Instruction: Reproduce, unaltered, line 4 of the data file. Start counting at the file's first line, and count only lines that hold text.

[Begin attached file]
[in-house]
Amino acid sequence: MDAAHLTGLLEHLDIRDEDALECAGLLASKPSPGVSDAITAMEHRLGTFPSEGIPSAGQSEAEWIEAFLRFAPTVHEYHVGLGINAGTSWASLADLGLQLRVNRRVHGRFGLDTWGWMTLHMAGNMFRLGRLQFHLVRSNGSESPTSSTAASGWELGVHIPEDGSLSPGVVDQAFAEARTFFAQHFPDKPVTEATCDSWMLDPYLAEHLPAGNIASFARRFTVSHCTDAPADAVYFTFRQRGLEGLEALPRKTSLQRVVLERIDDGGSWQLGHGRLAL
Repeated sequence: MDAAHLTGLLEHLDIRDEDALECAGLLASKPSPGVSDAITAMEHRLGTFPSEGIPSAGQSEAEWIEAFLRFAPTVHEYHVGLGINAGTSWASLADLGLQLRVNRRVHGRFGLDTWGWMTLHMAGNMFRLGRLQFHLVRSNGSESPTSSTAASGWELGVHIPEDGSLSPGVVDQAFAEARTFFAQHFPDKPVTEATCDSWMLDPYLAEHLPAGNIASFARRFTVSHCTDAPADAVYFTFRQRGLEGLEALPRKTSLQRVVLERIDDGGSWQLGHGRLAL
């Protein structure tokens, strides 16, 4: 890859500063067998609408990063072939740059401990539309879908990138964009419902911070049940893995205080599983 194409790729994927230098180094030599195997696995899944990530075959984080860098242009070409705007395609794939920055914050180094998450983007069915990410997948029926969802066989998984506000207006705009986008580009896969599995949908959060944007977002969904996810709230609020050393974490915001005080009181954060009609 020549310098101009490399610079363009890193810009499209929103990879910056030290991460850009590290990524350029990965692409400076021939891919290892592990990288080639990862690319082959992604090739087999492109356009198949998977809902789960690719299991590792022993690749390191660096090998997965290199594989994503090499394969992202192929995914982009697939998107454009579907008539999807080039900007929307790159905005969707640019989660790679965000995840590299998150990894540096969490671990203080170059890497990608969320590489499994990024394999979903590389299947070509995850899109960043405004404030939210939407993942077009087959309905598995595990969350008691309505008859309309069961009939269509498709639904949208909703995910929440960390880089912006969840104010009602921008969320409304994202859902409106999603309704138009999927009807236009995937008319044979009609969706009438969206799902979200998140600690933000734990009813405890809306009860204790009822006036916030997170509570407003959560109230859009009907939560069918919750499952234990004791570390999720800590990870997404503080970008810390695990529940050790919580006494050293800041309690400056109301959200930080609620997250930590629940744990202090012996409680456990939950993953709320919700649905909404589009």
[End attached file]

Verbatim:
């Protein structure tokens, strides 16, 4: 890859500063067998609408990063072939740059401990539309879908990138964009419902911070049940893995205080599983 194409790729994927230098180094030599195997696995899944990530075959984080860098242009070409705007395609794939920055914050180094998450983007069915990410997948029926969802066989998984506000207006705009986008580009896969599995949908959060944007977002969904996810709230609020050393974490915001005080009181954060009609 020549310098101009490399610079363009890193810009499209929103990879910056030290991460850009590290990524350029990965692409400076021939891919290892592990990288080639990862690319082959992604090739087999492109356009198949998977809902789960690719299991590792022993690749390191660096090998997965290199594989994503090499394969992202192929995914982009697939998107454009579907008539999807080039900007929307790159905005969707640019989660790679965000995840590299998150990894540096969490671990203080170059890497990608969320590489499994990024394999979903590389299947070509995850899109960043405004404030939210939407993942077009087959309905598995595990969350008691309505008859309309069961009939269509498709639904949208909703995910929440960390880089912006969840104010009602921008969320409304994202859902409106999603309704138009999927009807236009995937008319044979009609969706009438969206799902979200998140600690933000734990009813405890809306009860204790009822006036916030997170509570407003959560109230859009009907939560069918919750499952234990004791570390999720800590990870997404503080970008810390695990529940050790919580006494050293800041309690400056109301959200930080609620997250930590629940744990202090012996409680456990939950993953709320919700649905909404589009």